Reflecting on the season of contemplation

An clipping from an old newspaper column by Richard Wagamese. It shows his picture beside the name of his column, Touching the Circle

By Richard Wagamese, originally published in Windspeaker in 1989.

And the trees have their teachings. Against the sky this morning they are still.

In this pale early sun, they seem to vibrate with some incredible inner urgency. The leaves have gone. This is the Freeze Up Moon. As the winter season approaches, the trees seem to tell me that it’s a time for silences. This is the season of contemplation.

The Looks Within Peace:

Now is the time for reflection on the seasons of my life that have already passed. A time to examine the lessons and prepare to move on into the next season of growth.

The trees are strong. Be like the trees, the Old One said.

Back then I had no idea of what this meant and, even if I had, I wasn't at a point in my life then to appreciate the teaching. I had to travel through considerable hardship before I got to the point of being teachable; before I got to the point of being able to look at the trees with eyes of wonder.

It starts with the roots.

When a tree first starts to grow, the most important thing is the roots. The tiny saplings we see every springtime depend entirely on their roots.

The roots dig themselves deep into the heart of Mother Earth. They seek her warmth and nourishment. They are humble and come to her with quietness. Because of their humility, Mother Earth allows them to spread within her and become stronger.

Soon the first green shoot reaches toward the sky.

Father sky is the giver of life. Working together with Mother Earth, all things are nourished and encouraged to grow. The tiny shoot presents itself to the sky with humility. It seeks his warmth and wisdom. The sky looks down kindly on the little shoot and allows it to grow and open itself more.

The growing continues.

Now the roots continue their process of seeking strength from Mother Earth. As they do, they begin to pass this on to the tiny sapling. The sapling, in turn, use this nourishment to reach higher and higher towards Father Sky. More and more leaves and branches begin to emerge. The sapling grows stronger.

When trouble comes in the way of strong winds, the tiny sapling depends upon its roots. Because the roots are tucked deeply inside Mother Earth, the sapling is safe. When the strong winds blow, the roots hold it firmly and it continues its growth.

Soon enough, the sapling is a small tree.

The process of co-operation between the roots and the leaves and branches continues day after day. Higher and higher, the small tree grows up into the face of Father Sky.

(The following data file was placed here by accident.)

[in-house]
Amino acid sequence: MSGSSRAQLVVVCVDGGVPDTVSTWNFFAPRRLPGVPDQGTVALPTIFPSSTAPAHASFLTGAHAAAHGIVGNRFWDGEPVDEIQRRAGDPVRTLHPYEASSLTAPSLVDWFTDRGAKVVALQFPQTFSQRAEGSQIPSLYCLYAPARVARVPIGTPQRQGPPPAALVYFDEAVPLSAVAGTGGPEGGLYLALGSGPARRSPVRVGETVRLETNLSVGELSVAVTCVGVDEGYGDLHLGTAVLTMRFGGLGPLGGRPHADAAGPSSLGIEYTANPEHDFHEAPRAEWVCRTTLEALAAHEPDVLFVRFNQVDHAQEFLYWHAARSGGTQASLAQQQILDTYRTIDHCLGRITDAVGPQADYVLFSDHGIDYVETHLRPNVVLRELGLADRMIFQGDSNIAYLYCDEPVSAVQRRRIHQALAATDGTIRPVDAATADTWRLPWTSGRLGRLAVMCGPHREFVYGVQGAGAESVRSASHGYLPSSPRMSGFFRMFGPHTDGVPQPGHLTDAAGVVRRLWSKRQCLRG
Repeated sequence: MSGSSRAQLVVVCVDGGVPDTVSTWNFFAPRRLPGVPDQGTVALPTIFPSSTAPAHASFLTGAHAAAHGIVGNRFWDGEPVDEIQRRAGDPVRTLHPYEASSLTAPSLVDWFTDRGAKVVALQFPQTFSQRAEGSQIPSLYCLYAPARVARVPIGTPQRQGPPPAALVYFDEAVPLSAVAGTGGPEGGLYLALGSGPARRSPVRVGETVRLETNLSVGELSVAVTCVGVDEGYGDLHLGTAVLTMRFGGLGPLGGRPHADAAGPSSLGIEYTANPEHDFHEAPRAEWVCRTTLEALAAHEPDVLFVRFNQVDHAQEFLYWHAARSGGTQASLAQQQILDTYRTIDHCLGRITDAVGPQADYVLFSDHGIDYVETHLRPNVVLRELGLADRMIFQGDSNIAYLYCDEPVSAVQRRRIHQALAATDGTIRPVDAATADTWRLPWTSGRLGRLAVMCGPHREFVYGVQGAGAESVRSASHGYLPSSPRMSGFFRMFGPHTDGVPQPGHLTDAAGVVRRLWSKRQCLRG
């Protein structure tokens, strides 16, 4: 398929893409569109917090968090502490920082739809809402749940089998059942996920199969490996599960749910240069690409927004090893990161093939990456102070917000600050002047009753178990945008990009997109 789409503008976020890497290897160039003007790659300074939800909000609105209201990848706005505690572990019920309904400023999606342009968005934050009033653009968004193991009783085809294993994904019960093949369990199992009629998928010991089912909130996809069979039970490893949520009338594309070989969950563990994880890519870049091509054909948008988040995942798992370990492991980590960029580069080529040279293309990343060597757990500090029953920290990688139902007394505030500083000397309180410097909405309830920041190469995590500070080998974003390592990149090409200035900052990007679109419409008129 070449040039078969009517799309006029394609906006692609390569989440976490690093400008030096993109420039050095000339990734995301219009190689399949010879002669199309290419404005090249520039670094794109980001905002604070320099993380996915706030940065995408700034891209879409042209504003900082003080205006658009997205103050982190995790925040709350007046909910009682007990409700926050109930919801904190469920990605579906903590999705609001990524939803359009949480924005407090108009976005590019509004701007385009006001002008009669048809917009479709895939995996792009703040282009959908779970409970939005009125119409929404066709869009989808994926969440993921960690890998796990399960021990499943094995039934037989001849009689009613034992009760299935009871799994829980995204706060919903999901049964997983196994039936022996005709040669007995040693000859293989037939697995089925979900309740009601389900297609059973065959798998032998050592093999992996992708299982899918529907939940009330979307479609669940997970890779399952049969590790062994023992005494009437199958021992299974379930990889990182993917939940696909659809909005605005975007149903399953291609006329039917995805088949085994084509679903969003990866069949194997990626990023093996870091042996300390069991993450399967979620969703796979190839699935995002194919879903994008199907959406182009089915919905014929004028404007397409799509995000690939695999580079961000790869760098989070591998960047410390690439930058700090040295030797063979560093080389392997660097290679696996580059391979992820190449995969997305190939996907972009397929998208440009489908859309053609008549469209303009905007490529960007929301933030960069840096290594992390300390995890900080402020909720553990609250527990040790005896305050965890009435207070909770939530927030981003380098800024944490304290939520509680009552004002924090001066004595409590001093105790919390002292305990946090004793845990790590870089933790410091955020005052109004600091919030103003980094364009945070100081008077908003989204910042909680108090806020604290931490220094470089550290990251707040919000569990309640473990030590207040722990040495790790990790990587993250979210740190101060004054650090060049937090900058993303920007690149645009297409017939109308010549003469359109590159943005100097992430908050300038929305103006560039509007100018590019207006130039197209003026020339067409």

There comes a time when the tree has grown through many seasons, when the process of growth is reversed. The roots can do no more for the growth of the tree. Now it is the leaves and branches which must provide the growth.

And they do. Each day, they open themselves humbly to Father Sky and seek his nourishment and wisdom. This they pass down along their branches and the trunk of the tree itself, back down into the arms of Mother Earth and finally into the roots.

In this way, the tree continues.

When strong winds blow the tree now has the benefit of strong roots deep within Mother Earth and a firm trunk and branches which are humble enough to bend before the harsh hands of the wind.

As its reward, the tree is allowed one season of rest.

In this season, the tree contemplates its growth. It considers the helping hands of Mother Earth and Father Sky. It considers its humility and prepares itself for another season of growth and change, which always follows this time of looking inward.

And the trees have their teachings.

As Indigenous people we are like the trees. Our roots are the roots of our individual cultures and traditions. As young children growing up, we are dependent on our roots to allow us to grow. From our Elders we learn strength and are given direction.

We learn pride and humility and we learn our identity.

As we grow and open ourselves up to the world, we are like the young trees. Often strong winds will blow and our strength and humility is tested. Our roots hold us firmly and we continue.

As adults we are full-grown trees. Now is the time when we give back, like the trees who pass on their life giving to the roots of our cultures. In this way, the trees of our Indigenous nations will continue.

Be like the trees, the Old One said.

Back then I didn't take the time to even consider that this might be of great use in my life. Back then it seemed there were more important things to be done. Human beings and trees were so different in their ways that it didn't seem they had anything to teach me.

Back then I had no roots.

This is the Freeze Up Moon. The time of contemplation. Be then like the trees and may the Great Spirit breathe kindly upon your branches.